Flood tolerance of wetland and dryland crops

Vast areas of arable land is each year flood resulting in loss of yield. Rice, being a wetland plan, tolerates flooding to some extend whereas wheat shows little tolerance to waterlogged soils. We have recently worked extensively with submergence tolerance of both rice and wheat and we have shown that both species possess superhydrophobic leaf cuticles that enhance gas exchange with the flood water when completely submerged.  See recent examples of research in flood tolerance of dryland crops or flood tolerance of rice, and also the list of publications

Flooding of winter wheat during in Denmark.  The seedlings are frozen into ice and frost crystals have formed on the leaves. Apparently, winter floods are less disastrous than summer floods due to the low metabolism at low temperature.

The importance of superhydrophobic leaves

Oryza longistaminata is a giant rice species from Africa. As opposed to other species of rice, O. longistaminata forms rhizomes and can spread quickly by vegetative reproduction.

Like other species of rice, Oryza longistaminata also possesses superhydrophobic leaf cuticles, which retain a thin leaf gas film during submergence. On the photo, the leaf gas film is seen a silvery sheen underneath the big water droplet.

Rice and wheat both possess superhydrophobic leaf cuticles that retain a thin gas film when submerged. The leaf gas films greatly enhance exchange of CO2 and O2 with the floodwater during the day increasing underwater net photosynthesis. During darkness, the leaf gas films enhance O2 uptake from the floodwater and thereby sustain aerobic respiration.

We have recently identified a gene, 
Leaf Gas Film 1 (LGF1) that codes for a C30 alcohol, which is a wax precursor. Mutation in this gene can lead to total loss of hydrophobicity and hence the mutant is a perfect tool in the eco-physiological study of the role of leaf gas films as flood tolerance trait.

Leaf gas films are found in numerous plant species and the feature is not restricted to flood-exposed habitats. Superhydrophobic cuticles is an important trait resulting not only in gas film retention during flooding but also self cleansing in rain so that the leaf surface remains free from dust and pathogens resulting in longer leaf life spans.

Although we have published more than 15 peer-reviewed papers over the past 10 year, we do not yet fully understand the regulation of leaf gas films, the importance for flood tolerance and survival - and most all, why the leaf gas film disappear over time. In all plants test so far, the hydrophobicity is lost with time of submergence and so the trait is not considered important for tolerance to longer term submergence but rather to floods that come and go such as in the tidal zone.

Soil phytotoxins in anoxic, waterlogged soils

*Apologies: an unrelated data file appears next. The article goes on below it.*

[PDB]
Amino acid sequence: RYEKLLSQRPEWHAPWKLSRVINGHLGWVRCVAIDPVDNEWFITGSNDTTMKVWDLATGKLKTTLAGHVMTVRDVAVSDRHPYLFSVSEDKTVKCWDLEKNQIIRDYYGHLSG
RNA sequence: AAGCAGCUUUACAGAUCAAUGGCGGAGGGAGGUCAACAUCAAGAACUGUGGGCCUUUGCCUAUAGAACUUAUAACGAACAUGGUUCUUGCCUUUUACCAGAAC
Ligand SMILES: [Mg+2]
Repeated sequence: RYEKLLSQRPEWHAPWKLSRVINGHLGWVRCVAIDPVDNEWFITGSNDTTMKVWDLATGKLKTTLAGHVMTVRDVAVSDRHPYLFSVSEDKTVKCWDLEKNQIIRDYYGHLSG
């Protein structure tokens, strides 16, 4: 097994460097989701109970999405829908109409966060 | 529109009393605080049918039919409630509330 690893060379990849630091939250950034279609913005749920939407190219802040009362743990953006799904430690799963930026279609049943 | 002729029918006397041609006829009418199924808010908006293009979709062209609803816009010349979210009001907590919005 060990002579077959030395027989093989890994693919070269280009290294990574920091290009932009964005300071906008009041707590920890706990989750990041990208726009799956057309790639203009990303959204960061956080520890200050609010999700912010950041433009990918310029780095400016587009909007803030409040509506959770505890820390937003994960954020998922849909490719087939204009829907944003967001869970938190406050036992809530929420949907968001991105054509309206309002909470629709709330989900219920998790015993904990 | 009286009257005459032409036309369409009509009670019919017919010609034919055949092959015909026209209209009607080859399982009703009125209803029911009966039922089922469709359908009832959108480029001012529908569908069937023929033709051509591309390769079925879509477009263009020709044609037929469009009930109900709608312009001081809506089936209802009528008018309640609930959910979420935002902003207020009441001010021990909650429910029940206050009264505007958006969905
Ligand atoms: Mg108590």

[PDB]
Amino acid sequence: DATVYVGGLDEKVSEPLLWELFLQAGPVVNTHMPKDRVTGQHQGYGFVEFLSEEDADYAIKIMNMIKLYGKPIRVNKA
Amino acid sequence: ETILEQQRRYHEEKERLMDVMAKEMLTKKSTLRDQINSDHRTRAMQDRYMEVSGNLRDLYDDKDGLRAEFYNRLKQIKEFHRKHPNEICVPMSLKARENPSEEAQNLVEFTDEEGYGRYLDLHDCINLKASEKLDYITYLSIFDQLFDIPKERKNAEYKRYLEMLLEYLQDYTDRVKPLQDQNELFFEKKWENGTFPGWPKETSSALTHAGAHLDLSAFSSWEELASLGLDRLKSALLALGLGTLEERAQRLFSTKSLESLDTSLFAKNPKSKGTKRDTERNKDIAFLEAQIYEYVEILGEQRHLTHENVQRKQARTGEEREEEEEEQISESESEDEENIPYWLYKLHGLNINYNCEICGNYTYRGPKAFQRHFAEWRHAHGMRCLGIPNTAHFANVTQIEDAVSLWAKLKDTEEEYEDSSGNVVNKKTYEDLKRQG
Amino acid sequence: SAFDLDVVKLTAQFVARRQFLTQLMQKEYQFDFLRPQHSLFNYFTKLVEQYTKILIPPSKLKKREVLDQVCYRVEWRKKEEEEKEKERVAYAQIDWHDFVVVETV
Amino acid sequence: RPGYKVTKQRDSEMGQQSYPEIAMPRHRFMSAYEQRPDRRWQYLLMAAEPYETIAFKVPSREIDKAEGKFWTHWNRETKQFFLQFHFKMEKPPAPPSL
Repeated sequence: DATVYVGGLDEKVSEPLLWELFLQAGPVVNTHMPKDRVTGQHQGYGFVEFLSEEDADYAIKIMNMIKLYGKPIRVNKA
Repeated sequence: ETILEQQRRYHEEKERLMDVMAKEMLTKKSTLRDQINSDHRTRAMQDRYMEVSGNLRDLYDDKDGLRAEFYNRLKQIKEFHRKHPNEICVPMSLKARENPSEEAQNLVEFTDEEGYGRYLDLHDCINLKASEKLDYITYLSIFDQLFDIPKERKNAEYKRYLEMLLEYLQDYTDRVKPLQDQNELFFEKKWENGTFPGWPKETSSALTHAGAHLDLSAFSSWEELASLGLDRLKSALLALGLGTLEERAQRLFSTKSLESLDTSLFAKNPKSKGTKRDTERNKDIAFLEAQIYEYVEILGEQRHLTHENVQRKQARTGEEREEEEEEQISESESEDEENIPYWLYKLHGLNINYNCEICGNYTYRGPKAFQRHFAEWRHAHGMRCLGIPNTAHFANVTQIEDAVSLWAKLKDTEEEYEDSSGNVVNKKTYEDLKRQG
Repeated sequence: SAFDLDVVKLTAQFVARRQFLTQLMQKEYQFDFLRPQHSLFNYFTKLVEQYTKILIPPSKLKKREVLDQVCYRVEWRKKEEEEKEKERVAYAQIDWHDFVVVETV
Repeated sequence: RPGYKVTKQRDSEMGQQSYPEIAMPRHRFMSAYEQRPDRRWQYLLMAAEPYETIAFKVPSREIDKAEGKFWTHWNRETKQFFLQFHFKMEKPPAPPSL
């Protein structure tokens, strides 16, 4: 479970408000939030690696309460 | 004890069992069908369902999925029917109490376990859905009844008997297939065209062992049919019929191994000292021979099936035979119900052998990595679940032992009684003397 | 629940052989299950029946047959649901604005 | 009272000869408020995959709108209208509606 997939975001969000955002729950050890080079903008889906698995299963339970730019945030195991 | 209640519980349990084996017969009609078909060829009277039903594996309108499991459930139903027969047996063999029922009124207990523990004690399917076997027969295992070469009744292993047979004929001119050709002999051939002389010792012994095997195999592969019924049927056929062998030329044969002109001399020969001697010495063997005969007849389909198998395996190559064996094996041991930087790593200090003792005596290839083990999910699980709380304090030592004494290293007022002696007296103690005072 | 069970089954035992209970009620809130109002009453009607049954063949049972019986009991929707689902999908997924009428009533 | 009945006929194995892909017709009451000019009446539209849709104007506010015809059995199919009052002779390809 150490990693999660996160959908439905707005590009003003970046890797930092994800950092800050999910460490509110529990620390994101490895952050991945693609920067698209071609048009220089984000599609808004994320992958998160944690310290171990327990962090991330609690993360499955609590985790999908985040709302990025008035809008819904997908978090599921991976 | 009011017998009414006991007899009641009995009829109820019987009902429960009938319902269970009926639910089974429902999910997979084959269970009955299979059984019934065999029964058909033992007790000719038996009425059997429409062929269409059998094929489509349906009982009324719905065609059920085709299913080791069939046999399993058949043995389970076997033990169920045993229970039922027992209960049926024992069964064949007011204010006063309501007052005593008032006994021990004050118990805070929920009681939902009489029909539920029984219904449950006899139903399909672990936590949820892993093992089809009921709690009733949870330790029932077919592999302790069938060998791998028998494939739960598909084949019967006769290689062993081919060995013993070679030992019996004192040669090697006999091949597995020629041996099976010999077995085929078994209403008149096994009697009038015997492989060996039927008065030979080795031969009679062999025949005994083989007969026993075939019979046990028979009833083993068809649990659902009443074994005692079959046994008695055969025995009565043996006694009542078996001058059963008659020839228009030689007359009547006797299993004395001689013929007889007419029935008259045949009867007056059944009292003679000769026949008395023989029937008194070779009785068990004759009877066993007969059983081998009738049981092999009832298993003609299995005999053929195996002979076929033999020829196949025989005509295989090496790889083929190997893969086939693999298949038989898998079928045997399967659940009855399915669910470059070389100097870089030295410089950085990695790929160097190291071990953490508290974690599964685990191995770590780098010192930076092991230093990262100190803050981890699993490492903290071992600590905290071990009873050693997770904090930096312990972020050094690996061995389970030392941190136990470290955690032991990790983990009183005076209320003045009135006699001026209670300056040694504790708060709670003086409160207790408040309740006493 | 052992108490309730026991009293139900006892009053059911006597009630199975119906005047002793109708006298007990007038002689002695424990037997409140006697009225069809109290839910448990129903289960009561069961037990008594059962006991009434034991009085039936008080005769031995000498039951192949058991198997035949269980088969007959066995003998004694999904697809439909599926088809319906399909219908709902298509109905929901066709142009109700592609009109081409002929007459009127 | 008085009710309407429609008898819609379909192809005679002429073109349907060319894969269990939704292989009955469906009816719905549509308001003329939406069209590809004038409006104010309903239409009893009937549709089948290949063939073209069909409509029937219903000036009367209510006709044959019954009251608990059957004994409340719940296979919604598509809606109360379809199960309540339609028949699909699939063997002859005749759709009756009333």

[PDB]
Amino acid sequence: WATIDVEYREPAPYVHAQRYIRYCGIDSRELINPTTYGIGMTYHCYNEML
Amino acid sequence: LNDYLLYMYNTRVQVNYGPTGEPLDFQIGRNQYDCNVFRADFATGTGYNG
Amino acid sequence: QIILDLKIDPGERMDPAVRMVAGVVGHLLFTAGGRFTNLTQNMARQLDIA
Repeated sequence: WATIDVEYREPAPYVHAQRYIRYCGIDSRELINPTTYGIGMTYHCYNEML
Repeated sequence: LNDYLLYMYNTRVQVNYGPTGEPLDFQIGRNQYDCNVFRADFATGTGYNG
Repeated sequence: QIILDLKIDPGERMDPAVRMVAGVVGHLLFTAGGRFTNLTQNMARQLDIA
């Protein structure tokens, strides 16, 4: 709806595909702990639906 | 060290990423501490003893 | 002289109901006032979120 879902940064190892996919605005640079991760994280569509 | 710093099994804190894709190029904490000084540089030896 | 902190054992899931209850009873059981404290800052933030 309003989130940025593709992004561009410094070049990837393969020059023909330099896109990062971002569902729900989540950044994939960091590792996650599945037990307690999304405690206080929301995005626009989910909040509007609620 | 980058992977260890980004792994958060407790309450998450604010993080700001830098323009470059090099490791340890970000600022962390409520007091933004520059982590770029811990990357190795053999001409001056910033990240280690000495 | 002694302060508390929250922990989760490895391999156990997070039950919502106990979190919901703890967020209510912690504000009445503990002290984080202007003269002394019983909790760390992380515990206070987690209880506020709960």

Roots of wheat after exposure to toxic reduce iron (Fe2+). The roots that were exposed to Fe2+ appear red and rusty, they stopped growing but did not die. In the absence of Fe2+ during recovery, regrowth of new white roots were extensive.

Wheat exposed to toxic concentrations of reduced iron (Fe2+) to the left and control plants to the right. Iron is toxic to plant roots but iron is also translocated to the shoot via the transpiration stream, and in the shoot iron can accumulated to toxic concentrations resulting in necrosis and ultimately in death of the shoot.

The first stage of flooding is flooding of the soil where all the gas-filled spaces in the soil matrix is replaced by water. This process is referred to as waterlogging. Soon after waterlogging, the soil becomes anoxic because roots and microorganisms are using the available oxygen faster than it can be replenished by slow molecular diffusion from overlying atmosphere. This situation can be simulated in laboratory experiments by using hydroponic plant cultures growing in a stagnant, deoxygenated nutrient solution.

In addition to the lack of oxygen, which is stressful in itself, phytotoxins start to accumulate in the soil water. Some phytotoxins are produced because anaerobic bacteria use alternative electron acceptors in the absence of oxygen. Examples are reduced manganese (which is not very toxic), reduced iron (quite toxic) and sulfide (extremely toxic acting on mitochondrial respiration the same way as cyanide). However, the incomplete mineralization of organic matter that appears during fermentation also result in accumulation of low molecular organic acids such as acetic, propionic, butyric and hexanoic acids. These are all toxic.

A new PhD project aims at resolving the importance of the so-called root barrier to radial oxygen loss (ROL barrier) as a protective feature that restricts the influx of harmful soil substances using contemporary technology such as energy dispersive X-ray micro-analysis and sulfide microsensors. We will primarily use rice as model plant because the ROL barrier can be switched on or off during culturing and this enables in-depth studies of it function as a protective trait. See this page for more information on this exciting project!

Progress on this topic funded by the Independent Research Fund Denmark and EU Horizon 2020 will be reported as blog posts.